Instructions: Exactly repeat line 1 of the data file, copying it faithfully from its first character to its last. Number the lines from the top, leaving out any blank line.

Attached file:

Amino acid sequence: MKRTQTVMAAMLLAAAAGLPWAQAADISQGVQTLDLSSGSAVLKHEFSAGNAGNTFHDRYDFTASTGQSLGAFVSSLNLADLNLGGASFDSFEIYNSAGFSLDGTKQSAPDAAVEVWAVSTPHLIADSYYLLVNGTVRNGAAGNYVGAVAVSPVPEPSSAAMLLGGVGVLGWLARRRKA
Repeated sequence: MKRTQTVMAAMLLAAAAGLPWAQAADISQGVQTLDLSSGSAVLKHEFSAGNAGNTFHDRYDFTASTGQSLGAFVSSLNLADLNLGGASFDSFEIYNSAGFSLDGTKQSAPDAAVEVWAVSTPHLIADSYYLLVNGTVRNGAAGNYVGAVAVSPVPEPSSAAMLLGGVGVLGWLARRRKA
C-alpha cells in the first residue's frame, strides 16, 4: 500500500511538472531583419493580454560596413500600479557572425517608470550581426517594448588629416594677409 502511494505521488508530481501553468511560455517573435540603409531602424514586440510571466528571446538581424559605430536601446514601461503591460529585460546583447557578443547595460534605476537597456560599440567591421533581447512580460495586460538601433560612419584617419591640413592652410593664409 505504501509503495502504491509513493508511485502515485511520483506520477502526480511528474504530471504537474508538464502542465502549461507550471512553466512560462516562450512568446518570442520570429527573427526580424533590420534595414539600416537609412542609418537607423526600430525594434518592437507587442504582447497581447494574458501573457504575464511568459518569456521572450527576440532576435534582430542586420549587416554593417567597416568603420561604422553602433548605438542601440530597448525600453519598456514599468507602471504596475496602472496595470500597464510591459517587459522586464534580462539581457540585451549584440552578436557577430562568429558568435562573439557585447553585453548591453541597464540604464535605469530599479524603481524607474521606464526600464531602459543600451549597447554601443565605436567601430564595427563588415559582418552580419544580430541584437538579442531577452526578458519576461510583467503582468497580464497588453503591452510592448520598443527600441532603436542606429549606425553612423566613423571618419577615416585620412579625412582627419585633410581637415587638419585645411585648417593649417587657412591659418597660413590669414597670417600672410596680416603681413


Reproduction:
Amino acid sequence: MKRTQTVMAAMLLAAAAGLPWAQAADISQGVQTLDLSSGSAVLKHEFSAGNAGNTFHDRYDFTASTGQSLGAFVSSLNLADLNLGGASFDSFEIYNSAGFSLDGTKQSAPDAAVEVWAVSTPHLIADSYYLLVNGTVRNGAAGNYVGAVAVSPVPEPSSAAMLLGGVGVLGWLARRRKA